ATHENS — A 2-year-old toddler was found on the doorstep of a home in a remote area of the town of Athens on Sunday morning.
The woman who found him, Kara Wager, of Athens, called it “a miracle.”
The child, who was not identified by police, has been reunited with his parents and is unhurt, State Police Public Information Officer Steven Nevel said.
“The child is fine,” Nevel said. “He is 2 years old and he has been turned back over to the parents. There were two 18-year-olds who were babysitting him and he wandered out of the house.”
The babysitters, Nikko White, 18, and Andre White, 18, have been charged with endangering the welfare of a child, a misdemeanor, Nevel said. It is not known if the Whites, who are brothers, are related to the child, Nevel said.
“One of the boys walked out to get the mail. He can’t recall if he left the front door of the residence open,” Nevel said. “One of the 18-year-olds was playing a video game. They don’t recall seeing the toddler walk out of the house. They didn’t notice that he left the house until they got a knock on the door from police officers.”
The parents, who were at work at the time, have not been charged, Nevel said.
Nevel said the child wandered for about a tenth of a mile from his house in his footie pajamas. The area where Wager lives and the child was found, Willowbrook Falls Road, is a remote stretch. There is video surveillance footage of the property where the boy could be seen.
“It looked like he had been on their property for about 20 minutes,” Nevel said.
Nikko White and Andre White were issued appearance tickets and turned over to the custody of their father. They are expected to appear in court at an undisclosed date in January, Nevel said. Nikko and Andre White could not be reached for comment.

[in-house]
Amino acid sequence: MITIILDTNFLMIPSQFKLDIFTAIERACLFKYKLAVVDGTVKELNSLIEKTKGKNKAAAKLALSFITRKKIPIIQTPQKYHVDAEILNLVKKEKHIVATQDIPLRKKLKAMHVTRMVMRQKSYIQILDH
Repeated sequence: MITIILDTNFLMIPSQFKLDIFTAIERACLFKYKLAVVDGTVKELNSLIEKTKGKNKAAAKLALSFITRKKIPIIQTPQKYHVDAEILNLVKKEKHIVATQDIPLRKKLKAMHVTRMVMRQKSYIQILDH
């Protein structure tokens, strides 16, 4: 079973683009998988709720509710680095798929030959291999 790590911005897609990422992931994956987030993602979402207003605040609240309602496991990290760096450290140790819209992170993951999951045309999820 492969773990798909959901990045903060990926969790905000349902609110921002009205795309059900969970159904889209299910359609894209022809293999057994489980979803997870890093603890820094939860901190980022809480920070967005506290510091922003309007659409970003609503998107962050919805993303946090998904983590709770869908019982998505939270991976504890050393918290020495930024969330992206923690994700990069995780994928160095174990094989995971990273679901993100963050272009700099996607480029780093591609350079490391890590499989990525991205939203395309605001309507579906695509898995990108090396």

Wager was leaving her house to go out to her car to get her cell phone charger Sunday morning when she looked down and found the boy looking up at her.
Wager said the first thing she did was look around to see if a parent or another adult was on the premises, wandering around. She didn’t see anyone, so she called her husband, brought the child into the house and contacted police.
State police have not released the names of the parents or the address of the home.
Wager, who is a nurse, thinks the boy wandered a long way to get to her house and spent more time walking around her property. She differed with the police report of the boy walking a tenth of a mile.
“I’ve walked that before and he had to have walked maybe a quarter of a mile and up a very steep hill,” Wager said. “It’s quite a hike to come up this way, and there is no other way.”
Surveillance equipment on the Wager home picked up the boy as he walked back and forth on the front lawn, moving in and out of camera range, Wager said.
Wager’s home is bordered on one side by a 30-foot drop and is situated close to the vast Catskill State Forest.
The child, who has not been identified by state police, was too young to talk, but he managed to form one word that Wager clearly heard.
“He said ‘hello’ as he picked up the remote and held it to his ear,” Wager said.
To Wager, the boy turning up safely on her front porch was a holiday miracle, especially with a steep cliff nearby that the child could easily have walked over.
“It would have broken my heart if something had happened to him,” she said.